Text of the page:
Obstacles to Equitable Funding

While the General Assembly has taken steps toward equitably funding Connecticut’s public school students, the state still faces several obstacles to implementing and maintaining a fully equitable school finance system.

This section looks deeper at some of the obstacles Connecticut faces to achieving equitable school funding for all its public school students. These obstacles include:

  • The school finance system remains disjointed: Connecticut continues to use more than 10 different funding formulas. Only one of these formulas takes student and community needs fully into consideration. Instead, these formulas are based on where a school is located and what type of school it is (local district, magnet, charter, etc.).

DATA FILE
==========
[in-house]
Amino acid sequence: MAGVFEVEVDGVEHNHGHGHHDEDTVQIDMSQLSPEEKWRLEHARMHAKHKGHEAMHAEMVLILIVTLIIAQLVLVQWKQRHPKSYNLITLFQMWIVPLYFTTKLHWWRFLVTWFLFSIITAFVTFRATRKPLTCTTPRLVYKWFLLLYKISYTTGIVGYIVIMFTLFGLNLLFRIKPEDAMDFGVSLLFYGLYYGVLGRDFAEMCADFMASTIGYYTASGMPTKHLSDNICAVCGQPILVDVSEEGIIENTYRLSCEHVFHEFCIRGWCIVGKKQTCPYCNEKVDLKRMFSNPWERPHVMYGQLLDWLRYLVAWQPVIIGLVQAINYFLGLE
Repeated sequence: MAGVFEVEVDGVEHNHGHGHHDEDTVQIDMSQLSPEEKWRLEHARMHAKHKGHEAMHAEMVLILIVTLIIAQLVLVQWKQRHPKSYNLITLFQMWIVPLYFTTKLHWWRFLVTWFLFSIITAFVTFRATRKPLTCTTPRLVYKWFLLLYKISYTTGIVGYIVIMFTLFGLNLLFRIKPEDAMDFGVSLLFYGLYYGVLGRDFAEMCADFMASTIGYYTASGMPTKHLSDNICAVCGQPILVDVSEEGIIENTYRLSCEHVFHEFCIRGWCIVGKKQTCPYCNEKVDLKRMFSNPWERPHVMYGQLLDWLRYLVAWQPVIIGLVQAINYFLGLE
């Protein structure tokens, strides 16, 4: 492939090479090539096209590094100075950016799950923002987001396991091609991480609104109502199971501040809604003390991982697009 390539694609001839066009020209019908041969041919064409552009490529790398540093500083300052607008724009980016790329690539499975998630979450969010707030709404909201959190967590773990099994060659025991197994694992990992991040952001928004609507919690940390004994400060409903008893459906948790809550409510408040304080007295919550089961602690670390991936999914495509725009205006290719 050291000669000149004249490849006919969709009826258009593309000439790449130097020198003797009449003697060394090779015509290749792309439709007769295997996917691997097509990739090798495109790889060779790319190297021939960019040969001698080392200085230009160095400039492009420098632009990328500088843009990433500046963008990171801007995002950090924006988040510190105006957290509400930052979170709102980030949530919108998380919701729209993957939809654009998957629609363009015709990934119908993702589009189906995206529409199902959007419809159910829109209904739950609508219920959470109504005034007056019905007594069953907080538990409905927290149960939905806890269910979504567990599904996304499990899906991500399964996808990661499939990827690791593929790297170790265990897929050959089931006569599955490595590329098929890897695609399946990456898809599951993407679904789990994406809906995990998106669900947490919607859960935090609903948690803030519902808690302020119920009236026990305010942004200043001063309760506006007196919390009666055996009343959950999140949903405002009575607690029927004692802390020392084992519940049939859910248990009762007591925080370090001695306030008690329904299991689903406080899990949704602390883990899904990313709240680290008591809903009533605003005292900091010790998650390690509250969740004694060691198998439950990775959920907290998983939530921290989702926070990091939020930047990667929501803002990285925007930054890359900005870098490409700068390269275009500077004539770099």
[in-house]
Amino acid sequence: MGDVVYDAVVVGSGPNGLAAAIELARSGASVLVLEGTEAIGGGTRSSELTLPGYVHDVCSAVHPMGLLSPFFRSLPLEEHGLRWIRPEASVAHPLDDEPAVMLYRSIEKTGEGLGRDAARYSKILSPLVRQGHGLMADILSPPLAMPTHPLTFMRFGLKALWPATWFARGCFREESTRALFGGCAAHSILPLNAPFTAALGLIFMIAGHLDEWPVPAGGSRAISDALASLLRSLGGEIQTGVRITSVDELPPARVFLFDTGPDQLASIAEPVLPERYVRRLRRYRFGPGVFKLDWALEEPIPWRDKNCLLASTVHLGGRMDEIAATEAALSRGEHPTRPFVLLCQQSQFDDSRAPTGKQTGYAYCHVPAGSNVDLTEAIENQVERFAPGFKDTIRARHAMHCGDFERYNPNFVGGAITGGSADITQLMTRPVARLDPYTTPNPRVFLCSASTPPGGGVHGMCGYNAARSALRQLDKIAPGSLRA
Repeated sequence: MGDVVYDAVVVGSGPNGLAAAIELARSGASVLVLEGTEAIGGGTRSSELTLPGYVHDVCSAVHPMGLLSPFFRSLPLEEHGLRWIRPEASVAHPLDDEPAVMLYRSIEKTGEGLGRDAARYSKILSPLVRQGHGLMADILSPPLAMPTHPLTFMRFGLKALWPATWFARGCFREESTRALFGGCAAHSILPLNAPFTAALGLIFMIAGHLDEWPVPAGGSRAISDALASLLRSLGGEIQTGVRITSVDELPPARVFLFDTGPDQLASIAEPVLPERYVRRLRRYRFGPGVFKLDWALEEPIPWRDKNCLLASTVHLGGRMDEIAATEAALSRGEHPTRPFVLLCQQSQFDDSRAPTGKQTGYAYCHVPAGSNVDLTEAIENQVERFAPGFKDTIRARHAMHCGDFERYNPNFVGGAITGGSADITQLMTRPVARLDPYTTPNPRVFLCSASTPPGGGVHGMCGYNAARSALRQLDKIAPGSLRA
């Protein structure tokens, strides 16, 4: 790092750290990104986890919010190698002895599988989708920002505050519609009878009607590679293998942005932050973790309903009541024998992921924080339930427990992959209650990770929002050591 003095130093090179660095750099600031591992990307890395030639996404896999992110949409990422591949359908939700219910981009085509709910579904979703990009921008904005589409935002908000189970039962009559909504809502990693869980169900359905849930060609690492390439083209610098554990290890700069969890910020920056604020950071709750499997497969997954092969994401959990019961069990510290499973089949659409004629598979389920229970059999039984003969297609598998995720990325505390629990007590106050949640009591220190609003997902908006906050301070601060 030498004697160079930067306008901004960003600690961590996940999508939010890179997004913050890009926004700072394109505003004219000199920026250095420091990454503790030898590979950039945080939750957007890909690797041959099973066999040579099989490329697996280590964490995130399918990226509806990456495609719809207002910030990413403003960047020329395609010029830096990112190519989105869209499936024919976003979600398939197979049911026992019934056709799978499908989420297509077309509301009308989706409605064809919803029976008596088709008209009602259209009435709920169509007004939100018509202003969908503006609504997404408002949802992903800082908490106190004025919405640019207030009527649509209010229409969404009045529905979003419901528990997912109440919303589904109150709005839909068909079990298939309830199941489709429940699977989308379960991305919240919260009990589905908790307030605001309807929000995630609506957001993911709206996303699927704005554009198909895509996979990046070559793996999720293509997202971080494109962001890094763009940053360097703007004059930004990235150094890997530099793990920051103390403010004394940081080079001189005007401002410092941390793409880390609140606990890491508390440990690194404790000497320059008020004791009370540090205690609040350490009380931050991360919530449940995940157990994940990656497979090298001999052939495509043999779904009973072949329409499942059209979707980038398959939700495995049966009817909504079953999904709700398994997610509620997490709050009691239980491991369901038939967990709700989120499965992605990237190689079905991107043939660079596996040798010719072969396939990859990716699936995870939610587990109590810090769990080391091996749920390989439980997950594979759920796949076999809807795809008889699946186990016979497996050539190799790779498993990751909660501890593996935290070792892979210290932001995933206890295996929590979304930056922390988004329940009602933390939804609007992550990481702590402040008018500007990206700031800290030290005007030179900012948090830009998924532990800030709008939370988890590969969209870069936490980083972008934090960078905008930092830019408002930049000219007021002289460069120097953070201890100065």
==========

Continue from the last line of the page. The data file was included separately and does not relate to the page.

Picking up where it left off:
• Local property taxes vary widely: Local property taxes are the largest source of funding for public schools. Community wealth varies widely in our state and some communities have very low property tax rates, while other communities have high property tax rates. This means some communities are able to fund their schools at higher levels than others.
  • Higher-need students doesn’t necessarily translate to greater resources: Despite research showing that higher-need students, such as those who are low-income or English Learners (EL), often need more resources to achieve at levels similar to their non-need peers, there continues to be no correlation in Connecticut between the percentage of low-income and EL students a district serves and its per-pupil spending.